[JURIST] Former Homeland Security Secretary Tom Ridge [official profile] told the Associated Press Friday that he has "no doubt" that the controversial interrogation technique waterboarding [JURIST news archive] should be considered torture. Ridge noted that he didn't have specific information about interrogation techniques used by intelligence agents while he served as head of the Department of Homeland Security, but stressed that "waterboarding was, is - and will always be - torture."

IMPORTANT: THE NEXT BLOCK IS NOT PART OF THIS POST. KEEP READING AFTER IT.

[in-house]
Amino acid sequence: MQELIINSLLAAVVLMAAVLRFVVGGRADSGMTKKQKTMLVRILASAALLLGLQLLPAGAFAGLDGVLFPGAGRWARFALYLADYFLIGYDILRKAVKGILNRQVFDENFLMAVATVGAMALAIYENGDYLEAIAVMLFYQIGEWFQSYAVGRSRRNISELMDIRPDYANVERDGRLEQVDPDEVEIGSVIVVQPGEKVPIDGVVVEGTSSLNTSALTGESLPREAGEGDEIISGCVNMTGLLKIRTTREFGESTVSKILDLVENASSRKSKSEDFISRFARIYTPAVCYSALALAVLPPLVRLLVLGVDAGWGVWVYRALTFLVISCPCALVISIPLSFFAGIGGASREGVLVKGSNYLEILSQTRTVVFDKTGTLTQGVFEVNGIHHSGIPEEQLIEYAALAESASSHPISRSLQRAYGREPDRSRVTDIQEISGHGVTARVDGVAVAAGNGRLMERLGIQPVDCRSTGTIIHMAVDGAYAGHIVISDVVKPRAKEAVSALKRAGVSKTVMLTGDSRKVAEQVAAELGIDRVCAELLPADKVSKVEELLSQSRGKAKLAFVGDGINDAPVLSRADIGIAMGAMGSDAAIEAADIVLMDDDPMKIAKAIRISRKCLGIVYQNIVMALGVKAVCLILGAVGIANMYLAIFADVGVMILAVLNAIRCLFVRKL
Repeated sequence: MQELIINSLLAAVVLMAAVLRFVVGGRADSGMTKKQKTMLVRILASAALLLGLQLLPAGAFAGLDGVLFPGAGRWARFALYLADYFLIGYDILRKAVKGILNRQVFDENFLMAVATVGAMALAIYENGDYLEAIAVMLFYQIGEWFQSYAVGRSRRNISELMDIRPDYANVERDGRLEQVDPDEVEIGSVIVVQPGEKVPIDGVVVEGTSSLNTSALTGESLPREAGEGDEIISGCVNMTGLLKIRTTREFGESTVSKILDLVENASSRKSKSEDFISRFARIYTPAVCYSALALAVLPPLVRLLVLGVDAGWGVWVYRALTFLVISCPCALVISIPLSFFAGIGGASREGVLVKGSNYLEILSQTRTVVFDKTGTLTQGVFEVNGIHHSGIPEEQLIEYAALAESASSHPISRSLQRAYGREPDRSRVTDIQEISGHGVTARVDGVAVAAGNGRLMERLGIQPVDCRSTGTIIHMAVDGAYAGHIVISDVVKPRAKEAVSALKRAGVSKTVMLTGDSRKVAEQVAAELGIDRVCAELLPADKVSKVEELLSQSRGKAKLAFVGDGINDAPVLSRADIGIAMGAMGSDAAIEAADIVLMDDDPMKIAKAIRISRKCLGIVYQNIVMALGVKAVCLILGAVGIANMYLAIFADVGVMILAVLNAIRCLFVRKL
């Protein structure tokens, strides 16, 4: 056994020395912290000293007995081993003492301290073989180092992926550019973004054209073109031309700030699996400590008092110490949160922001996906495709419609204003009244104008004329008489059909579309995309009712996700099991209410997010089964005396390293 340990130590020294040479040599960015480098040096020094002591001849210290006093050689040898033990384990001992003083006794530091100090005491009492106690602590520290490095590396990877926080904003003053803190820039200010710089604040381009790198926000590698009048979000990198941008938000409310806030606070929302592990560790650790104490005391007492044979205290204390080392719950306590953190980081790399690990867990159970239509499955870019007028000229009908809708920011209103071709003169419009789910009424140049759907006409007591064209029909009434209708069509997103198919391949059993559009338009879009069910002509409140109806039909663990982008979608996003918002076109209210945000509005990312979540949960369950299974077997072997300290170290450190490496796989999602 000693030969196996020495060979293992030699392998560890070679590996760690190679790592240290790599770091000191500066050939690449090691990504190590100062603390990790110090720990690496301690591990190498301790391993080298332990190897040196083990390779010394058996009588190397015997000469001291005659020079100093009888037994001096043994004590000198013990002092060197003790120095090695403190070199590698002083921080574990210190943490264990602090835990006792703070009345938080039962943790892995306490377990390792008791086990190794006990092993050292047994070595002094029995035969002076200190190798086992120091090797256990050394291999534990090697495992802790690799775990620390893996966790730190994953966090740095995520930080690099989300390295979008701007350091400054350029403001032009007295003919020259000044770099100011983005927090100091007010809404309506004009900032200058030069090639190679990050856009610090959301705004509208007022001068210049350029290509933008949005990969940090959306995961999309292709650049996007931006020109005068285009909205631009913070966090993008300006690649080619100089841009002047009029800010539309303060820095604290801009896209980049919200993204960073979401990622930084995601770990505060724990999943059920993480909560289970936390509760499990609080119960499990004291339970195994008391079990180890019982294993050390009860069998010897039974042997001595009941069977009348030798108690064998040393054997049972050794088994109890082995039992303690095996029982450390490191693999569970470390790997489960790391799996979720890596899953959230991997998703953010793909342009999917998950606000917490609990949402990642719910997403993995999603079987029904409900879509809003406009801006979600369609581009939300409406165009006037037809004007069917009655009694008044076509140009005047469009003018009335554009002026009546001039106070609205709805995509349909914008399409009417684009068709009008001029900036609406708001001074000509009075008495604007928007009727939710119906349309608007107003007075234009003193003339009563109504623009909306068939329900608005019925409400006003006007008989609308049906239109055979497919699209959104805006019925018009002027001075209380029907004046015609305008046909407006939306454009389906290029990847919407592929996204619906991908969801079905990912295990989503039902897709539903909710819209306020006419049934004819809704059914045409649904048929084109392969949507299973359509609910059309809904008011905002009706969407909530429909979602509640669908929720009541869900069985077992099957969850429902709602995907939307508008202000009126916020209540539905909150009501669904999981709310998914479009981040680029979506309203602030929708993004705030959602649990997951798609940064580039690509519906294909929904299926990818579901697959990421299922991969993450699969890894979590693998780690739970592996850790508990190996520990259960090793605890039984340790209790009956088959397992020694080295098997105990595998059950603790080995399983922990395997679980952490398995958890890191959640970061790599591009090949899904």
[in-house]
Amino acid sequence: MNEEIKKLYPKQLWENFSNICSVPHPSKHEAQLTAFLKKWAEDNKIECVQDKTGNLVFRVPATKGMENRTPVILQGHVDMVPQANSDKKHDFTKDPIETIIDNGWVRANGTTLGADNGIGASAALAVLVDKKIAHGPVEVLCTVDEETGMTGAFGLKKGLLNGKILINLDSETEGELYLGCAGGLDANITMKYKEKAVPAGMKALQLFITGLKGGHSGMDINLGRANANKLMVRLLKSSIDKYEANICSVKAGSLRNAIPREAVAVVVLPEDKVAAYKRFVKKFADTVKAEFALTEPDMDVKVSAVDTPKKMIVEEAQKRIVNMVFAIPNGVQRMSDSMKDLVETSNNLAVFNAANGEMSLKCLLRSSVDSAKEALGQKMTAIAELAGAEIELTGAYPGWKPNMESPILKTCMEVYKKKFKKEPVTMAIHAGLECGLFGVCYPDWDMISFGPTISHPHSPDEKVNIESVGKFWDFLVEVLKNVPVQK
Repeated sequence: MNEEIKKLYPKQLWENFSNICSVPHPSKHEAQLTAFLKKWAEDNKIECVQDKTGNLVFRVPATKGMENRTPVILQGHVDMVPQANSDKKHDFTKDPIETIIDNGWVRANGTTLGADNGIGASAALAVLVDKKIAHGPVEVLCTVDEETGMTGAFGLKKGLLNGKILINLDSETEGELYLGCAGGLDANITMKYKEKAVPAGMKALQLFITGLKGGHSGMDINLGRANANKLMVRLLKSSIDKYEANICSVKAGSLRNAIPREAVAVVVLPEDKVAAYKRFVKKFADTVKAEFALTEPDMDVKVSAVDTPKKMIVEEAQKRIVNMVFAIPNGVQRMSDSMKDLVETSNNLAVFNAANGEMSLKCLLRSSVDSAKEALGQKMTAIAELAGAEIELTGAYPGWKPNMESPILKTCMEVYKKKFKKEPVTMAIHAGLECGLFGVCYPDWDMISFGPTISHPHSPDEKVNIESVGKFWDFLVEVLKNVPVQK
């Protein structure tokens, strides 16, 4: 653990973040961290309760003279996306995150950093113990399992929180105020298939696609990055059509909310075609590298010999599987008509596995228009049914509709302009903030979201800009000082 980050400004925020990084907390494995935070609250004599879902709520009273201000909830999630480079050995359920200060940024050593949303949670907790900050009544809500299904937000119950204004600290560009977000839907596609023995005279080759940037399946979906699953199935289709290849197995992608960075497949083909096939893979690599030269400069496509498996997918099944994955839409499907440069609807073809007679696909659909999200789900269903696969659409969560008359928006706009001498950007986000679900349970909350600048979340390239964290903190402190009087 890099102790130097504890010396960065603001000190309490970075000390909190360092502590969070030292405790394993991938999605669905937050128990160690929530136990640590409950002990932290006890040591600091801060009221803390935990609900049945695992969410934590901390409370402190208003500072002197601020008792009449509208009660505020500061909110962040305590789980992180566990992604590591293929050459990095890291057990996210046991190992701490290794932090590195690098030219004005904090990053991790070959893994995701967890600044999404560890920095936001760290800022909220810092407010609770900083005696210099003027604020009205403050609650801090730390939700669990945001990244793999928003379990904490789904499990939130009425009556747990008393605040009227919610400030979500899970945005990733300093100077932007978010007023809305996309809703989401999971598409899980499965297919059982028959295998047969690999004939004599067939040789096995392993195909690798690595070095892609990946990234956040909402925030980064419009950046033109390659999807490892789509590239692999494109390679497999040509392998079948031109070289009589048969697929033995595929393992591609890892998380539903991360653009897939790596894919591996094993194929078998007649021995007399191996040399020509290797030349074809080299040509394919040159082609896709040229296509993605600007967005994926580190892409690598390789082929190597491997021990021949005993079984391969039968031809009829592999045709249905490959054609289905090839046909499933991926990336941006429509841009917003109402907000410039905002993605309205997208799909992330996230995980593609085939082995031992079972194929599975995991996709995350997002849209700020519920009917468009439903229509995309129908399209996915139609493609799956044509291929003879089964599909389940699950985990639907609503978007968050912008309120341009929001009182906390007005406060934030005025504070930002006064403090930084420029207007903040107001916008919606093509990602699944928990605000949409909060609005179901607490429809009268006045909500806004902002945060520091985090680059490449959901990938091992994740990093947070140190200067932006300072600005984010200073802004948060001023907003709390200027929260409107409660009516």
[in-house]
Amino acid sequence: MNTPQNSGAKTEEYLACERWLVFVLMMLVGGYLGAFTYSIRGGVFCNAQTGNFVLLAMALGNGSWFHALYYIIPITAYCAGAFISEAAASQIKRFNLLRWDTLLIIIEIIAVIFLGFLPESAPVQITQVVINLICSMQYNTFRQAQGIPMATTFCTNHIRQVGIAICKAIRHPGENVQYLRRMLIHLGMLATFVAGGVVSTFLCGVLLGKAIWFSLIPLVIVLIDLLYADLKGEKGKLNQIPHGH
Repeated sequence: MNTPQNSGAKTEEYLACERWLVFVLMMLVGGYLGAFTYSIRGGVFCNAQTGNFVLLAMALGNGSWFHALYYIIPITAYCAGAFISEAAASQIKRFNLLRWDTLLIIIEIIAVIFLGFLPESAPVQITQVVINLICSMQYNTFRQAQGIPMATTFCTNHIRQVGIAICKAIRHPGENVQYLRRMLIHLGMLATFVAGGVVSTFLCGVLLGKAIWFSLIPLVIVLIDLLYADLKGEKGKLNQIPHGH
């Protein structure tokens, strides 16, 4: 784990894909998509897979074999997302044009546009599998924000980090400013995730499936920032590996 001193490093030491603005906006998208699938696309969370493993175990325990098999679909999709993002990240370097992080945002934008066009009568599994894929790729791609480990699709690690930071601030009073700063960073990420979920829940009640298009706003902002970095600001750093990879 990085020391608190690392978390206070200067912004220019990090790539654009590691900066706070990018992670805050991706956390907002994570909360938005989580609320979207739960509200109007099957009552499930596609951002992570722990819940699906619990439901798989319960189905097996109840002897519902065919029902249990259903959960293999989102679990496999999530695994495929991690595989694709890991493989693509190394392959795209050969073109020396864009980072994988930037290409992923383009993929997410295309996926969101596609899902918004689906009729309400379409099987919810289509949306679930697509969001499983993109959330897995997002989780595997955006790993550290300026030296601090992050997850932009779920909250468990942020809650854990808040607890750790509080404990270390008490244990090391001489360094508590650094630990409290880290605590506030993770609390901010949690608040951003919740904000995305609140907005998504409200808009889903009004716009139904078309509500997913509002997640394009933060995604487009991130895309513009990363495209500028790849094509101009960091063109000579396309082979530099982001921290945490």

Earlier this month, US Director of National Intelligence Mike McConnell [official profile] stated in an article published in the New Yorker that waterboarding was torture as far as he was concerned [JURIST report]. The question of whether waterboarding is in fact illegal torture dogged now-Attorney General Michael Mukasey in his recent confirmation hearings, and he ultimately refused to take a definitive stand [JURIST report] on the matter. In December 2007, former CIA agent John Kiriakou confirmed the use of waterboarding [JURIST report] during interrogations of terror suspects. In response to the controversy over waterboarding, the US House of Representatives voted 222-199 [roll call] in December to pass an intelligence funding bill [HR 2082 materials] that would restrict CIA interrogators to using only those interrogation techniques explicitly authorized by the 2006 Army Field Manual. The bill is currently stalled in the Senate due to GOP resistance [JURIST report]. AP has more.